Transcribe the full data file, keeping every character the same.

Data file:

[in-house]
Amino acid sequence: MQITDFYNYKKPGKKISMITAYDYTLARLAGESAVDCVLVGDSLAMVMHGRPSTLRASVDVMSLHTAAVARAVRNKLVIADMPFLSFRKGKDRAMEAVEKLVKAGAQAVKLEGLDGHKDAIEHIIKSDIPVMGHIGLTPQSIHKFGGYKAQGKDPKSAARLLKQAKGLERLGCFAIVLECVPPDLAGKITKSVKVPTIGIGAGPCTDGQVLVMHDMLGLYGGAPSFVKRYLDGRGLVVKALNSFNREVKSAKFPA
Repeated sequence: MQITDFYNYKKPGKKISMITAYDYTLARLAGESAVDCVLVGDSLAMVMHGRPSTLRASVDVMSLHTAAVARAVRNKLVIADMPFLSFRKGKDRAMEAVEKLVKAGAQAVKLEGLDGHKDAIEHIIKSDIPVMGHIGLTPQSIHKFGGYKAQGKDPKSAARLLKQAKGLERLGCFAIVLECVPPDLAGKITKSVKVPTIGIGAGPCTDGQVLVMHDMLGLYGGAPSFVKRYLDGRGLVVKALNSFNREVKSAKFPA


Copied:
[in-house]
Amino acid sequence: MQITDFYNYKKPGKKISMITAYDYTLARLAGESAVDCVLVGDSLAMVMHGRPSTLRASVDVMSLHTAAVARAVRNKLVIADMPFLSFRKGKDRAMEAVEKLVKAGAQAVKLEGLDGHKDAIEHIIKSDIPVMGHIGLTPQSIHKFGGYKAQGKDPKSAARLLKQAKGLERLGCFAIVLECVPPDLAGKITKSVKVPTIGIGAGPCTDGQVLVMHDMLGLYGGAPSFVKRYLDGRGLVVKALNSFNREVKSAKFPA
Repeated sequence: MQITDFYNYKKPGKKISMITAYDYTLARLAGESAVDCVLVGDSLAMVMHGRPSTLRASVDVMSLHTAAVARAVRNKLVIADMPFLSFRKGKDRAMEAVEKLVKAGAQAVKLEGLDGHKDAIEHIIKSDIPVMGHIGLTPQSIHKFGGYKAQGKDPKSAARLLKQAKGLERLGCFAIVLECVPPDLAGKITKSVKVPTIGIGAGPCTDGQVLVMHDMLGLYGGAPSFVKRYLDGRGLVVKALNSFNREVKSAKFPA